A Life-Death Predictor Adds to a Cancer's Strain (Gina Kolata, 7/10/12,  The New York Times)

Doctors try to give survival odds based on a tumor's appearance and size, but often that is just an educated guess.

But Ms. Caton had a new option, something that became possible only in this new genetic age. She could have a genetic test of her tumor that could reveal her prognosis with uncanny precision. The test identifies one of two gene patterns in eye melanomas. Almost everyone in Class 1 -- roughly half of patients -- is cured when the tumor is removed. As for those in Class 2, 70 to 80 percent will die within five years. Their cancers will re-emerge as growths in the liver. For them, there is no cure and no way to slow the disease.

No test has ever been so accurate in predicting cancer outcomes, researchers said.

The data from studies of the test are "unbelievably impressive," said Dr. Michael Birrer, an ovarian cancer specialist at Massachusetts General Hospital. "I would die to have something like that in ovarian cancer."

While for now the ocular melanoma test is in a class by itself, cancer researchers say it is a taste of what may be coming as they continue to investigate the genes of cancer cells. Similar tests, not always as definitive but nonetheless able to give prognostic information, are under development or starting to be used for other cancers, like cancers of the blood.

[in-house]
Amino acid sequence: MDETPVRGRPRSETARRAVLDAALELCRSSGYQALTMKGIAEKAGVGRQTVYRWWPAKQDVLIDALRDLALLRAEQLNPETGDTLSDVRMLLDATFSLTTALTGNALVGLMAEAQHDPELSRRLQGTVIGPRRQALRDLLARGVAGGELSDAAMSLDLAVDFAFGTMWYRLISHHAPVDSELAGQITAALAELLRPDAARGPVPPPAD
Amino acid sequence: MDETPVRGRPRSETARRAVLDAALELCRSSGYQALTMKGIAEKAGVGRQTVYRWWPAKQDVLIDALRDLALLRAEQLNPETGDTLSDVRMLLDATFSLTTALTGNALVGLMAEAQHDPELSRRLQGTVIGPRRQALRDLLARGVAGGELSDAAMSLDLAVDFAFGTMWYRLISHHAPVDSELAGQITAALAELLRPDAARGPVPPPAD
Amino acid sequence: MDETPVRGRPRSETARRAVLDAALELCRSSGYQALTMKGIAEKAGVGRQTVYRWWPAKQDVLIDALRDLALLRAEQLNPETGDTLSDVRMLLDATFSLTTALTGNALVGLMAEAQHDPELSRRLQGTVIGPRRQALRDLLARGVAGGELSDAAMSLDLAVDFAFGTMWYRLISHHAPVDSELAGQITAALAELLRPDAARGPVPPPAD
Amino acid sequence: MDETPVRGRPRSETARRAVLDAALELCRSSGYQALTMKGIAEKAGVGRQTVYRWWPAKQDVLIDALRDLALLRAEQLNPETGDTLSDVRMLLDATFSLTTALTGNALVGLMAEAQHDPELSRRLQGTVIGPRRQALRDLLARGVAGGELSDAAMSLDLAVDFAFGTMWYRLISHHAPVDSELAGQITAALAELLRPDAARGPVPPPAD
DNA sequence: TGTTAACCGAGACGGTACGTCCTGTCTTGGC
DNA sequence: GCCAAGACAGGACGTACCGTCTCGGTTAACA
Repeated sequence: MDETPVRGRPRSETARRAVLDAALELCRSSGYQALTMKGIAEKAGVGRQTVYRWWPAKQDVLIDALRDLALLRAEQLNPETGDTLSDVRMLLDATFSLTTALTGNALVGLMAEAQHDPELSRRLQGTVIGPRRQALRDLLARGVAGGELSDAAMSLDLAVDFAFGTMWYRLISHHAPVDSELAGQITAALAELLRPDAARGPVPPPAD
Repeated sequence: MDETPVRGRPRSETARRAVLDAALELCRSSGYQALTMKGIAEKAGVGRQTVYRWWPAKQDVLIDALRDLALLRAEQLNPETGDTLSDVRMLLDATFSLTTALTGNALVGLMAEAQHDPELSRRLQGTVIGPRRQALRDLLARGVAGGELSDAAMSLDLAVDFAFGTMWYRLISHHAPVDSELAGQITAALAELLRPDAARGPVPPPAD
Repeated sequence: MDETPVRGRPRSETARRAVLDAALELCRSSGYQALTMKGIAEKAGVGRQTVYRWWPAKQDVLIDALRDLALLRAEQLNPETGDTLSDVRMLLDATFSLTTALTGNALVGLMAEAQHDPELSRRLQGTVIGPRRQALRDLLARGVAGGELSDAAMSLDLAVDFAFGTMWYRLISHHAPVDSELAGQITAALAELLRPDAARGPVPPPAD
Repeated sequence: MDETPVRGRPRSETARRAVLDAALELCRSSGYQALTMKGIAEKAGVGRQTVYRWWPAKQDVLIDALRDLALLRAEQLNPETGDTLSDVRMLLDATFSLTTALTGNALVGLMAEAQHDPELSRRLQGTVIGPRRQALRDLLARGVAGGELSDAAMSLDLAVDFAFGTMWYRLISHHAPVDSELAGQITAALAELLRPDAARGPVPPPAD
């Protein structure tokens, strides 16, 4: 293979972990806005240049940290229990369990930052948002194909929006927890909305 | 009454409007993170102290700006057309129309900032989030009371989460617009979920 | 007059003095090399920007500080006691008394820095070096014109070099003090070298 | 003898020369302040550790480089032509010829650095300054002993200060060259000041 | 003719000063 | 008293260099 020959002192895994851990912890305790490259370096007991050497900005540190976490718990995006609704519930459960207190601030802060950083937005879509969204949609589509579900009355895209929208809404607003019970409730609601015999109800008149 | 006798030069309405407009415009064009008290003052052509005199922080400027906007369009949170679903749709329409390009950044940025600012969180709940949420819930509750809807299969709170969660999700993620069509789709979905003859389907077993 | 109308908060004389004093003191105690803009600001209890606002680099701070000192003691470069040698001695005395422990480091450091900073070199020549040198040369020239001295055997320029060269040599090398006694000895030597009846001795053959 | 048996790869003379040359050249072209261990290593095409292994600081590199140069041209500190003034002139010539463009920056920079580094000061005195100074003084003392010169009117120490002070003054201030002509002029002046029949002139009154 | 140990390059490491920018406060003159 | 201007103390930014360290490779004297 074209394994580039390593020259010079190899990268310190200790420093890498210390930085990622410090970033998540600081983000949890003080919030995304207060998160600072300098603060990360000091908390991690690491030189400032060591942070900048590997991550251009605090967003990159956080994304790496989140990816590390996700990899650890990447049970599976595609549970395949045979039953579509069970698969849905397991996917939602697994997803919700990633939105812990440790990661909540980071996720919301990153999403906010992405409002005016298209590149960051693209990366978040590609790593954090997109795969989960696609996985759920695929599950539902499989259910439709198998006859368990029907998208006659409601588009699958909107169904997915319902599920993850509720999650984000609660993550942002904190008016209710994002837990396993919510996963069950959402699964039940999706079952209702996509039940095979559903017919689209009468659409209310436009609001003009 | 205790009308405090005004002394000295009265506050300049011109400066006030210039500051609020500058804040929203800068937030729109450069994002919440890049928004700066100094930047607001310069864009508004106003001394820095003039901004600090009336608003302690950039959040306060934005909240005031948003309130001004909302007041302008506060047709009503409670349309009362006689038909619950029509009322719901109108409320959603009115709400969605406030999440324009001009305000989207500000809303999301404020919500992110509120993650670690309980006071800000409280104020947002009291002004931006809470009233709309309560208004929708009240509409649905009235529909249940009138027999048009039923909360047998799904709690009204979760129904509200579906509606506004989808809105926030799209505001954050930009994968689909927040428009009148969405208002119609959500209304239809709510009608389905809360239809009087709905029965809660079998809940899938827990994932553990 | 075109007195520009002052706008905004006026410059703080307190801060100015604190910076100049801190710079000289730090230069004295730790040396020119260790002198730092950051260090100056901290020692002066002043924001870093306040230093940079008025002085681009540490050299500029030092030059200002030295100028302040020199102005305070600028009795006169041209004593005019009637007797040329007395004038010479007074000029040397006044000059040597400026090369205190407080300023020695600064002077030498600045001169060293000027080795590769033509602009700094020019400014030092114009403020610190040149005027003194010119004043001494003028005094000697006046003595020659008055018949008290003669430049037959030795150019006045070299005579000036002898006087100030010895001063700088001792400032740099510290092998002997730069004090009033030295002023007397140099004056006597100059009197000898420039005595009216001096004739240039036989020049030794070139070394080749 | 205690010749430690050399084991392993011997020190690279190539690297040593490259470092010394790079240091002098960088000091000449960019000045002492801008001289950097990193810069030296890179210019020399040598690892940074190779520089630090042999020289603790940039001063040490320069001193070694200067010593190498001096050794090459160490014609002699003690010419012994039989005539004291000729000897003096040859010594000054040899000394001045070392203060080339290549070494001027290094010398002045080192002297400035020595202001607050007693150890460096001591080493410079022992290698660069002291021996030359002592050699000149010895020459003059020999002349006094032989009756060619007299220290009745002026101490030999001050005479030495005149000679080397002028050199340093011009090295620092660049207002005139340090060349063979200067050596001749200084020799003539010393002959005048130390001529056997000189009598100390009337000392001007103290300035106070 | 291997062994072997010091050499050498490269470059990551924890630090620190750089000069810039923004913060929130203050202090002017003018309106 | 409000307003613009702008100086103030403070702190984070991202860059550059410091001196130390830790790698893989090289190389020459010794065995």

Having a prognosis allows people to plan their lives, but most do not want to know if they have a gene for an incurable, fatal illness, like Huntington's disease or early onset Alzheimer's.

The eye test raises a similar choice, with an added twist. This is not a test offered to healthy people, but to patients who have just gotten the news that they have cancer. The results will either give them reassurance that they will survive the cancer -- or near certainty that they will die from it.

Can patients in the throes of getting this terrifying news really make an informed choice about whether they want the test? Are they able to understand at such a fraught time that, for now at least, there is nothing that can save them if they get the bad prognosis?

Some doctors do not offer the test, reasoning that there is little to be gained.

Posted by orrinj at 5:28 AM


Rob Portman: Comprehensive tax reform, not Bush-era tax cuts, should be focus of debate (Felicia Sonmez, 07/10/2012, Washington Post)

In a speech to the Associated Builders and Contractors legislative conference in Washington on Tuesday, Portman said that the debate ought to be focused on comprehensive tax reform rather than on the Bush-era tax cuts.
The speech came as President Obama, speaking at a campaign event in Iowa, renewed his call for Congress to extend the tax cuts on income of $250,000 and less.

"Look, I think we ought to reform the whole tax code," Portman said, according to a transcript of the speech. "We shouldn't be debating whether to deal with the current code by allowing it to be extended or not. We should have a president who shows leadership and comes to Congress and says: 'You know what? We need to reform this whole tax code.'‚ÄČ"